EDEN / Rovers Navigation / Motion Generation / Navigation Strategies
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Navigation strategies

Rovers navigation within an unknown or partially known environment is usually quite challenging. The terrains may sometimes be rough, and contain unexpected obstacles or dead-ends. A robust and well-designed chassis is a substantial help to overcome terrains (reasonable) roughness (see On rough terrain). However, tackling rovers navigation using a local reactive navigation approach only, may lead the robots to face untractable situations. In order to avoid such issues (where a robot gets trapped in a "dead-locked" configuration, for instance), it is relevant to deal with a global representation of the world : this representation is updated iteratively (thanks to the perceptions performed by the robot during its navigation) and is processed in real-time, so that an up-to-date relevant path (regarding the current available knowledge on the world) can be available whenever required, leading to the expected location in the more efficient way.

Designing and applying means to process in this way information related to a global model, deals with navigation strategies issues.

Model of the world

The global model used to compute navigation strategies is basically a traversability map, iteratively built thanks to the processed perception data. More information related to the environment modelling (thanks to a terrain classification), is provided here. The traversability map exhibits several categories (or classes) of terrain traversability : for instance, regarding the example depicted on the right picture, two classes (flat in green and obstacle in red) are distinguished. However, such a map can be built with classifying the terrain with any number of relevant classes.

The traversability map is discretized, hence a table of cells is built, each cell encompassing attributes related to the criteria that led to its current classification. The cell's probability distribution over the terrain classes (in term of belonging's probability) is a relevant ressource for designing navigation strategies : indeed, a traversability cost can be associated to a given distribution of probabilities, so the costs of the cells over a global model of the world can be exploited in a timely manner to take decisions.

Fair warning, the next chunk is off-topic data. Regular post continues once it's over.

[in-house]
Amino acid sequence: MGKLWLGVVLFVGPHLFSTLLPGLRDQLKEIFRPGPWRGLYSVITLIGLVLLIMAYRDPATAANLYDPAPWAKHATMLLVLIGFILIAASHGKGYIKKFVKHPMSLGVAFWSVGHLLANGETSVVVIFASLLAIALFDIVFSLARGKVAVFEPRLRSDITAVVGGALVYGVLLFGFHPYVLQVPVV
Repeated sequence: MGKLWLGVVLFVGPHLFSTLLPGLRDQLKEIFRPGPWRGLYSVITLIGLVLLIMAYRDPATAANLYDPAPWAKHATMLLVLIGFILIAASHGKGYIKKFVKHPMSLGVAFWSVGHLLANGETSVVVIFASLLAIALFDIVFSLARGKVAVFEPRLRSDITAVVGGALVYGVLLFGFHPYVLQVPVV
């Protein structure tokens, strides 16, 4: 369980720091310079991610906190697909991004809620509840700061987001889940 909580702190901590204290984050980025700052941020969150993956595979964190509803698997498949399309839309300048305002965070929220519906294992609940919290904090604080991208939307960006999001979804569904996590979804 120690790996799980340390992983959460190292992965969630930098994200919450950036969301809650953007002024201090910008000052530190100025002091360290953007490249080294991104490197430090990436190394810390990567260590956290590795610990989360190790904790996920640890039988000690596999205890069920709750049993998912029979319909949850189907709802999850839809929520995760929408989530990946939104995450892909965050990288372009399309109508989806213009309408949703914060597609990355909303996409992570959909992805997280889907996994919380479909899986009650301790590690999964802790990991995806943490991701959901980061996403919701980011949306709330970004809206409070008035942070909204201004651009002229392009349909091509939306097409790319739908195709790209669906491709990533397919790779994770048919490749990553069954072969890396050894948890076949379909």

Taking the good decision

Navigating within an unknwon environment in order to reach an expected location in a timely manner, requires to be able to decide:

  • where to go,
  • what to perceive.
Designing navigation strategies leads to tailor policies to answer coherently these two questions, regarding the state of the model of the world at a given time.
The efficiency of a strategy can be measured in several ways: the distance of the path followed, the time elapsed until goal is reached, or also the energy consumed during the navigation. The two latest indicators are mainly related to the model of the robots, hence the first one is usually adopted, since it can be generalized more easily.
Some classical path finding algorithms like D* are known to fit well the problem of minimizing a path cost within a graph representing an environment : given the current knowledge of the world, this algorithm provides with a time-efficient way to compute the current best path to the goal. Whenever new information is perceived (using cameras for instance), the model of the world is updated and so are the traversability costs. The algorithm is applied iteratively, updating the best path to the goal. In unknown environments, this approach is applied to select sub-goals, up to the final goal, so that the robot move along the (current) lowest cost path. However, this approach only deals with the concern "where to go", and not "what to perceive" : the perceptions are usually simply performed iteratively in the direction of the latest planned sub-goal. However, this perception policy may not be the most relevant one : actually, this approach does not take into account the interest of perceiving such or such place during the navigation.